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From: The Socialist issue 936, 15 February 2017: March to save our NHS

Search site for keywords: Review - Commune - Revolution

Graphic novel review: 'The Red Virgin and the Vision of Utopia'

Vivid visual account of the Paris Commune

The Red Virgin and the Vision of Utopia

The Red Virgin and the Vision of Utopia   (Click to enlarge)

Iain Dalton, Leeds Socialist Party

After the 1917 Russian Revolution, there are a number of other revolutionary movements that Marxists hold as important events, which, have helped us develop our ideas. For Marx himself, none was more important than the Paris Commune of 1871, the first time workers took power.

This graphic novel strays across different periods of time, but its focus is on the commune and its aftermath. The title refers to the 'Red Virgin of Montmartre', Louise Michel, a revolutionary anarchist who the bulk of the story is told around.

Shortly into the story we pick up Louise among the starving masses in Montmartre, a suburb of Paris. Food shortages due to Napoleon III's disastrous war with Prussia were fermenting mass revolt.

This exploded during peace negotiations in March 1871, when the royalist National Assembly, which replaced Napoleon, attempted to disarm the mainly working class and anti-monarchist National Guard. The Parisian masses and the National Guard revolted against this abandonment.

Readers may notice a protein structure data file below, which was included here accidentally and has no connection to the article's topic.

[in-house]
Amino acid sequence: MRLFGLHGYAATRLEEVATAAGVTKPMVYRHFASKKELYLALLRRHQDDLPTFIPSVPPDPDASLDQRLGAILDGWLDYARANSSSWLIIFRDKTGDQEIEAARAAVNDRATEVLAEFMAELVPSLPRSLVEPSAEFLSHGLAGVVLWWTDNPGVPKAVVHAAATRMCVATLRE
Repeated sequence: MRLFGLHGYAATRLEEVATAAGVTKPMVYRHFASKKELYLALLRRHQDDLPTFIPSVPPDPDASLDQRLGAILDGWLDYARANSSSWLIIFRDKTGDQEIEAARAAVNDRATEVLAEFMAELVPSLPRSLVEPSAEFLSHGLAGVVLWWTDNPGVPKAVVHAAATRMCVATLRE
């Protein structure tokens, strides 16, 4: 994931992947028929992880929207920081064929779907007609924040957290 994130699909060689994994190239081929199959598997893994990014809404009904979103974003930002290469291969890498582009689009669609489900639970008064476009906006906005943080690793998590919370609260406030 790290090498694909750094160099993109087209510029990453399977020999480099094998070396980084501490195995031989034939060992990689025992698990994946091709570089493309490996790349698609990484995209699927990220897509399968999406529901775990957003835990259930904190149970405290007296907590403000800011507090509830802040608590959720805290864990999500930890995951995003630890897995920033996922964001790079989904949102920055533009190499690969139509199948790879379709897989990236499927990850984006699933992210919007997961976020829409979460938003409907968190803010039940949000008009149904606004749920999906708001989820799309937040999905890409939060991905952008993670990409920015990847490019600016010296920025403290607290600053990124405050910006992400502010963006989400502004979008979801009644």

Within days, a commune of deputies from the districts of Paris had been elected. This took radical measures, including providing schooling for free, pawnshop amnesties, cancellation of rent arrears, and public ownership of industry.

But with the revolution confined to Paris, the capitalist counter-revolution was left free to gather its forces in Versailles, and crush the Commune in bloody fashion.

A significant portion of the tale tells of Louise's capture, imprisonment and exile in the French Pacific colony of New Caledonia.

This section more than others illuminates her solidarity with the oppressed: Arabs deported for rising in Algeria around the same time as the Commune. And the native population, the Kanaka, which unsuccessfully rose against the French occupying authorities.

A thread running through the book is Louise's interest in utopian fiction, which is used to illustrate the possibilities of a society freed from the domination of capitalism. It also serves as the reader's introduction to her through the eyes of American writer Charlotte Perkins Gilman, who discusses her life with a survivor of the Commune.

Graphic novels dealing with revolutionary events and revolutionaries are becoming increasingly common, including Kate Evans's 'Red Rosa' in 2015.

The combination of vivid artwork, detailed notes which give background, and narration and dialogue drawn from the subjects' own writings and speeches, can bring to life these events, and make them accessible to a wider audience. 'The Red Virgin' is yet another welcome addition to this growing genre.

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Article dated 15 February 2017

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